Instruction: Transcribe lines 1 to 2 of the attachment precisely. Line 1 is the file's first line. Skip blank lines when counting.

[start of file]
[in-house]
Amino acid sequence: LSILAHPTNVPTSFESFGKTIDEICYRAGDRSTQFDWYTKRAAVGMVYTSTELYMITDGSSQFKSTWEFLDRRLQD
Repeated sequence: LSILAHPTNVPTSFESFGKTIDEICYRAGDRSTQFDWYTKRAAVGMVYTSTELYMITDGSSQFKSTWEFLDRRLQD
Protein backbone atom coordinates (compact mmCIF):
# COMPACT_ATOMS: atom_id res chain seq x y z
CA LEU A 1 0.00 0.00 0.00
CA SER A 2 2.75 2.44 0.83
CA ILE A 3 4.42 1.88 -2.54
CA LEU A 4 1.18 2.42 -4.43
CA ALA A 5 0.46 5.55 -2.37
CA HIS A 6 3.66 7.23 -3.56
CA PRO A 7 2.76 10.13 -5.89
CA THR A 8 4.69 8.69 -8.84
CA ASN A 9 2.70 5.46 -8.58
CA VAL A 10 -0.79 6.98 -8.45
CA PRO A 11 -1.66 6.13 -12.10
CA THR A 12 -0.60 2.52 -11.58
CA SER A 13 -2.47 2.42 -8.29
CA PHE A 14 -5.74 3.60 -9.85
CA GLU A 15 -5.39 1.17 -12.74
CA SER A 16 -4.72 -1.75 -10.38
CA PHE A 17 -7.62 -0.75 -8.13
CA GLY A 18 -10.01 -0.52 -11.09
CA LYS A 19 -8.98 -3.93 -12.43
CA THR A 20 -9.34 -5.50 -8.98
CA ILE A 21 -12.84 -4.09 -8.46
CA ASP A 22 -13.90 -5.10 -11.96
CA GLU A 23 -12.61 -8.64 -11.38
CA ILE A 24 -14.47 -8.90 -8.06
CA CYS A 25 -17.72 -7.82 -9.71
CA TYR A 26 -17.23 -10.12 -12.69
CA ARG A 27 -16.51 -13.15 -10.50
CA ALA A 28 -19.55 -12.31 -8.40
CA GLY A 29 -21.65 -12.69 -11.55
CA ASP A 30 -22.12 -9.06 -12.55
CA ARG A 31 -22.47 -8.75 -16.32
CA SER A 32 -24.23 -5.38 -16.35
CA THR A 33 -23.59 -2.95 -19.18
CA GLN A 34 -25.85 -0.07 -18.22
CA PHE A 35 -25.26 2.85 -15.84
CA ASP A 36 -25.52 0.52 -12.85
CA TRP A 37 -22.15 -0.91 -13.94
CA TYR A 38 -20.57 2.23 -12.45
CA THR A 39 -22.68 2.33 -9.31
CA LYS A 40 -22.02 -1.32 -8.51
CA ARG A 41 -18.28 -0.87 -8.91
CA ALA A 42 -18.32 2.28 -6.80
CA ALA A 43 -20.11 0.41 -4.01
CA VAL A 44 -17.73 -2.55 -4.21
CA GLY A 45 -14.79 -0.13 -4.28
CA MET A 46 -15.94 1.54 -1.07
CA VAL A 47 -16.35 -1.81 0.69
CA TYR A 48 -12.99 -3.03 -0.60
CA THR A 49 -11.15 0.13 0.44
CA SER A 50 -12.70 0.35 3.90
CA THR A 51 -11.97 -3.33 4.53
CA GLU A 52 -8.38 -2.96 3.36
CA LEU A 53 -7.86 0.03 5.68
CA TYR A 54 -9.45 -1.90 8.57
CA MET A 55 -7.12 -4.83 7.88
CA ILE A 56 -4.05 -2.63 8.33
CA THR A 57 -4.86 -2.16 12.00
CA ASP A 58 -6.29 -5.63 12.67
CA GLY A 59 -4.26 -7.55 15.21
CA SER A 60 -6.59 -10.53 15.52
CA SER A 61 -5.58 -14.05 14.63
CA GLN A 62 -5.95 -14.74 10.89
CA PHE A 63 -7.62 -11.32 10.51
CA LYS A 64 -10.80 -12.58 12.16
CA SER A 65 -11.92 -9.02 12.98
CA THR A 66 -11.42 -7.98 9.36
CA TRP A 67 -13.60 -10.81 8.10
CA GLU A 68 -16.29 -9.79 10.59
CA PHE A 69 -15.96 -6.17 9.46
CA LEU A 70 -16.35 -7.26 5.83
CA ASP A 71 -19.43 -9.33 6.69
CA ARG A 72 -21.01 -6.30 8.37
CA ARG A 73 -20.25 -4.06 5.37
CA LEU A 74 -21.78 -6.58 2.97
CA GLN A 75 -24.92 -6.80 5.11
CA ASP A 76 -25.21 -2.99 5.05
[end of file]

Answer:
[in-house]
Amino acid sequence: LSILAHPTNVPTSFESFGKTIDEICYRAGDRSTQFDWYTKRAAVGMVYTSTELYMITDGSSQFKSTWEFLDRRLQD